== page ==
100 Halls Around Manchester Part 71: Denton Hall, Denton

Denton Hall was a half timbered structure on the north bank of the Tame three miles to the North East of Stockport, on the south side of is now Windmill Lane.

The Hall was first inhabited by Sir Thurston De Holland (1290-1365), the son of Sir William Holland of Upholland (1275-1318) and Margaret Worsley de Shoresworth (1270-1318). William had not produced an heir by his lawful wife (Margaret Knight of Sharples) so he formed a non legal union with Margaret Worlsey to have his son, Thurston, and endowed him with the Sharples estate, and Margaret’s uncle, Alexander De Shoresworth endowed him with the Denton estate.

Edward Holland (c1520-1570) married firstly Jane Carrington (b c 1520) of Carrington Hall, then in 1567 married Cecily Trafford the widow of Robert Langley. The Holland family owned now not only Denton but also Agecroft and the Heaton Hall Estate in Prestwich.

The male Holland line died out in 1683 with Edward Holland and the Hall then passed by the marriage of Elizabeth Holland to Sir John Egerton of Wrinehill, Earl of Wilton and the family decamped to Heaton Hall where we will meet them at a later date.

The house eventually became a farm and during the 19th century was inhabited by a series of farmers, in 1841 the Hopwoods are there, followed in 1851 by the Days, the Browns in 1861 until the end of the century when we see the Saxon family in residence and then the Oakdens.

Despite this the building was still in a good condition in the 1850s and a watercolour was painted in 1880 by Edward Arthur Phipson and J Cornish provides us with a good description and drawings of how the hall looked inside:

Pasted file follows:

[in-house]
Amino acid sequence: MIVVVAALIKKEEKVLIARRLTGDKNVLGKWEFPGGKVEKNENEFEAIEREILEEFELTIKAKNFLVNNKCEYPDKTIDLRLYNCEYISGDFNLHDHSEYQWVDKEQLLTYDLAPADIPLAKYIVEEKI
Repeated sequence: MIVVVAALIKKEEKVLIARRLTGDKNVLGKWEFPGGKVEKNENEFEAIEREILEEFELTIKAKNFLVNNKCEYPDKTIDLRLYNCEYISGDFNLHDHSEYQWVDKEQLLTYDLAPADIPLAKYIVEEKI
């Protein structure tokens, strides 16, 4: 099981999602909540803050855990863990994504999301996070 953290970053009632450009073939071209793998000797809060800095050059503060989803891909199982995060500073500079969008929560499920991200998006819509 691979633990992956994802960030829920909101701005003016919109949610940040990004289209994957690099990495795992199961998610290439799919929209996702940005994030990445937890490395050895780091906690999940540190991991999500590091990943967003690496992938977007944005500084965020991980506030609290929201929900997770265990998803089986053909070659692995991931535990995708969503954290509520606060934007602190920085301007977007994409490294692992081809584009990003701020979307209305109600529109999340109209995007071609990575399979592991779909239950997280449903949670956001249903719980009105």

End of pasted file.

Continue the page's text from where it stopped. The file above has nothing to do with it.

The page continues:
The great hall was 30 feet long by 23 feet wide, with short bays over the high table and a minstrel’s gallery. Like many early houses it did not have a fireplace, but was heated by braziers in the middle of the floor. To accommodate the fireplace the gallery was partially destroyed, and the end product is very similar to that at Speke Hall¹

By the nineteenth century the eastern wing had become a barn, albeit richly decorated with oak carvings, and the farming families built bedrooms over the hall, reducing the height.

By 1894 the building had been treated with such neglect that Seymour John Grey Egerton (1839-1898), the fourth Earl of Wilton was forced to build a new farmhouse and demolish the west wing.

Sadly on 19 January 1930 the great hall burned down, leaving just the East wing standing, and in turn this was demolished in 1970. The surviving timber frame was removed to be erected at Chonar Farm on Hough Lane in Wilmslow, leaving no trace in Denton of the structure².

Even an architectural excavation in 1980 was plagued by vandalism and the spillage of hundreds of gallons of diesel oil on the site. A sad end for the Hall.

Chonar Barn © Google

Lets see some pictures:


Old Halls in Lancashire & Cheshire, Henry Taylor : J E Cornish, 1884

Denton Hall in The Industrial Heritage of Britain

British History Online – Denton

Heaton House in Prestwich.org

¹ Nowadays known as John Lennon Hall. Perhaps one day I will cover Scouseland.

² At least unlike Agecroft it remained in the UK.

© Allan Russell 2021.


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